Bertrand Russell, refuting the idea that the burden of proof lies somehow upon the sceptic to disprove the unfalsifiable claims of religion:
Many orthodox people speak as though it were the business of sceptics to disprove received dogmas rather than of dogmatists to prove them. This is, of course, a mistake. If I were to suggest that between the Earth and Mars there is a china teapot revolving about the sun in an elliptical orbit, nobody would be able to disprove my assertion provided I were careful to add that the teapot is too small to be revealed even by our most powerful telescopes. But if I were to go on to say that, since my assertion cannot be disproved, it is intolerable presumption on the part of human reason to doubt it, I should rightly be thought to be talking nonsense.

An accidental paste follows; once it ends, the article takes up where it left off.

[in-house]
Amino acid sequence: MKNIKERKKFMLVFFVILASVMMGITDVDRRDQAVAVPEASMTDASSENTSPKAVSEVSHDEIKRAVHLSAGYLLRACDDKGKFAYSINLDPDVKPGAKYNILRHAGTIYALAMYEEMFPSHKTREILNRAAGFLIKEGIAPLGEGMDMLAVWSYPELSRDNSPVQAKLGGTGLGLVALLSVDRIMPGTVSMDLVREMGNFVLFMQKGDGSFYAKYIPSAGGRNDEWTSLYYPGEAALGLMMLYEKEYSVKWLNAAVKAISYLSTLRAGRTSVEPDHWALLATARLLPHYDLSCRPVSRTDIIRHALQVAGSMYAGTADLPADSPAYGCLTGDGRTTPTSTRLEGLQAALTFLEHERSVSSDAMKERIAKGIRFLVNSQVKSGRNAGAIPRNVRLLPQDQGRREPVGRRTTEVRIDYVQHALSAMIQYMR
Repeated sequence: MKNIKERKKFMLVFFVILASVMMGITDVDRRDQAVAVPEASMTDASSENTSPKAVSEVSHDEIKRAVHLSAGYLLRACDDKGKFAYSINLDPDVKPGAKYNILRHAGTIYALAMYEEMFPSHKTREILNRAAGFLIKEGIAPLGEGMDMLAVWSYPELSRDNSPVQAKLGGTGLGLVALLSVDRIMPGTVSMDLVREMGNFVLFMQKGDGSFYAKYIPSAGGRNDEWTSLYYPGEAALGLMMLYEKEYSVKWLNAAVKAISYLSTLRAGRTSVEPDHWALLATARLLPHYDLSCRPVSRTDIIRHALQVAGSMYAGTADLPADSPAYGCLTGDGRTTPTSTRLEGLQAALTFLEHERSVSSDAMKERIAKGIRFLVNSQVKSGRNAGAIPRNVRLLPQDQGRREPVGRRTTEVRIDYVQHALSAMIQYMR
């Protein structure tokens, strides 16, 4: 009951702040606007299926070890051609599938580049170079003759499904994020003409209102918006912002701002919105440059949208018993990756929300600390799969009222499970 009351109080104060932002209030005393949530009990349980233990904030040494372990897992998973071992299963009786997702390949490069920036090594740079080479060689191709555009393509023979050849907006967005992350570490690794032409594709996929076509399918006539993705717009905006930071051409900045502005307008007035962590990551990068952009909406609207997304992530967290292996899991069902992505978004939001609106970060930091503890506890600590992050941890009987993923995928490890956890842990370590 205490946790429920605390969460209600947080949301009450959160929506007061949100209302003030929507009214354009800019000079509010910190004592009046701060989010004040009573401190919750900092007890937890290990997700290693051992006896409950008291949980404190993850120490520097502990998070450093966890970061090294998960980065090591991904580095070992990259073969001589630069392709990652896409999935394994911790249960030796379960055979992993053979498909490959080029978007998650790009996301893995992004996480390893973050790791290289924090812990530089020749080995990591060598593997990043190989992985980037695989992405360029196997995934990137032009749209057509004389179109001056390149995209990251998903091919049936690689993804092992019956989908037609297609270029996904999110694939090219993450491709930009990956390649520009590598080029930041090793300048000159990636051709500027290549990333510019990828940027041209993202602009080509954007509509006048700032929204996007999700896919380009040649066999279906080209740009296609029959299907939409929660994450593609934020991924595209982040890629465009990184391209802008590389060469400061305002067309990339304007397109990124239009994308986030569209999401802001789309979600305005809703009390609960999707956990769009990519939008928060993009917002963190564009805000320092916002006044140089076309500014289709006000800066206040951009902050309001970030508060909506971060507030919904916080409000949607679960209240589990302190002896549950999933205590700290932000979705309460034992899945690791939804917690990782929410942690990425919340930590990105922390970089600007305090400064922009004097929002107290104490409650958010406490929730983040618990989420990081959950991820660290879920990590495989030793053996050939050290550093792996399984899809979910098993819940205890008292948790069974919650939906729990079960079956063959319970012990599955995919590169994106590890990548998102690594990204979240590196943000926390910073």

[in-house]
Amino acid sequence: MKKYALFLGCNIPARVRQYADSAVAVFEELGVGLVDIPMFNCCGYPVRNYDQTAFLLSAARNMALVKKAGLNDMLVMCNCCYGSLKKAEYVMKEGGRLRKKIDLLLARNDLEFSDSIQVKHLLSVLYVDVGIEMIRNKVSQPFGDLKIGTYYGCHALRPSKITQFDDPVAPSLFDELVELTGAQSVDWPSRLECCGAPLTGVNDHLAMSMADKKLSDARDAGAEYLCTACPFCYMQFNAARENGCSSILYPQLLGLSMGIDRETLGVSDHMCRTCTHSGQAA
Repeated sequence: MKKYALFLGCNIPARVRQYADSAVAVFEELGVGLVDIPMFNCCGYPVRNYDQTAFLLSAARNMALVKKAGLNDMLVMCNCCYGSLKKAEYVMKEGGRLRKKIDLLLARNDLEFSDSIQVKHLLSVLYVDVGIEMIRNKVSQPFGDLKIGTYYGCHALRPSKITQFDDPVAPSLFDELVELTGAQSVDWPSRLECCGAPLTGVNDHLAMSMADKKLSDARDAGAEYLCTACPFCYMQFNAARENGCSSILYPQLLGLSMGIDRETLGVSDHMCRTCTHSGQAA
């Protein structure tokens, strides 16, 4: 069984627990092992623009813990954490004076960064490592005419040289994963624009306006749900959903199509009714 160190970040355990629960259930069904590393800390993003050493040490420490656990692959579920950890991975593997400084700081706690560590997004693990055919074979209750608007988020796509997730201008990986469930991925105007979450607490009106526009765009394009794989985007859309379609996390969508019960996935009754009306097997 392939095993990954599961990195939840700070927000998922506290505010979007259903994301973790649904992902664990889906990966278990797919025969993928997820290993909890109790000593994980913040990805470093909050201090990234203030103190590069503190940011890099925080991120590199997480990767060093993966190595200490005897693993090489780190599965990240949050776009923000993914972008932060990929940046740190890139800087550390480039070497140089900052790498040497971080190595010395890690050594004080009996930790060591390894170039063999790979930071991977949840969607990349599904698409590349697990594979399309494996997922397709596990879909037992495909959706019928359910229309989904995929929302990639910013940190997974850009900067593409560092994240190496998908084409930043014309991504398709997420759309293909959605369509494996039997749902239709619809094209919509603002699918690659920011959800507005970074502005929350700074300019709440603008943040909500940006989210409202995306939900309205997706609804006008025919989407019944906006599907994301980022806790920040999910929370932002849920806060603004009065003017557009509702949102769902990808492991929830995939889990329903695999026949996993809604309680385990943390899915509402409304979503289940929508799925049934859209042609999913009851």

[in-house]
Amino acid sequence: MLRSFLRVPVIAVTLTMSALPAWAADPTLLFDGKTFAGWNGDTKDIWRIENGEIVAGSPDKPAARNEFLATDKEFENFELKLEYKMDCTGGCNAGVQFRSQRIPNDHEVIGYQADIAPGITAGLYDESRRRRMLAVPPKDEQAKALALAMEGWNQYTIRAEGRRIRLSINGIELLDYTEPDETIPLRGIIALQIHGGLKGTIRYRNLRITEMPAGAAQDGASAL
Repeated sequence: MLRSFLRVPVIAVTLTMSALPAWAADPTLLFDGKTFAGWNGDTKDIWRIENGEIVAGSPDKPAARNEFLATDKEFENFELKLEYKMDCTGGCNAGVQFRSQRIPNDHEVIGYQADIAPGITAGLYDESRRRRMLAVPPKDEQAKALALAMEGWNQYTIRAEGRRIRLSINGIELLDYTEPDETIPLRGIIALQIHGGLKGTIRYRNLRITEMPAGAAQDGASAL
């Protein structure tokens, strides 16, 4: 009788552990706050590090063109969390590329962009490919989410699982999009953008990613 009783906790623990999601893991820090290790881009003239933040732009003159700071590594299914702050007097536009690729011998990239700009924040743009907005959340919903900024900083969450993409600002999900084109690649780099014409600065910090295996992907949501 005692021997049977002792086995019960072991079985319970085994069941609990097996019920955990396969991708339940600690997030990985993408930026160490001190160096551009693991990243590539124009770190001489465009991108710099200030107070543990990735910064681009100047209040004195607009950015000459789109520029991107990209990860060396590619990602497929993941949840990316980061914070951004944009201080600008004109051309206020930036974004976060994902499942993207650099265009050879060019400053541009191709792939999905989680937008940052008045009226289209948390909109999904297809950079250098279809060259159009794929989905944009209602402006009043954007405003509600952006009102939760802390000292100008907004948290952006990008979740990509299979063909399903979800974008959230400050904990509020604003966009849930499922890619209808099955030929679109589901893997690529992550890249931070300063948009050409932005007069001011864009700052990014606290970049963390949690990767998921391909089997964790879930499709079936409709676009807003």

Related: Richard Dawkins, scientist, author, and campaigning atheist, quotes Bertrand Russell when answering the question: If you died and arrived at the gates of Heaven, what would you say to God to justify your lifelong atheism?
“Not enough evidence, God, not enough evidence.”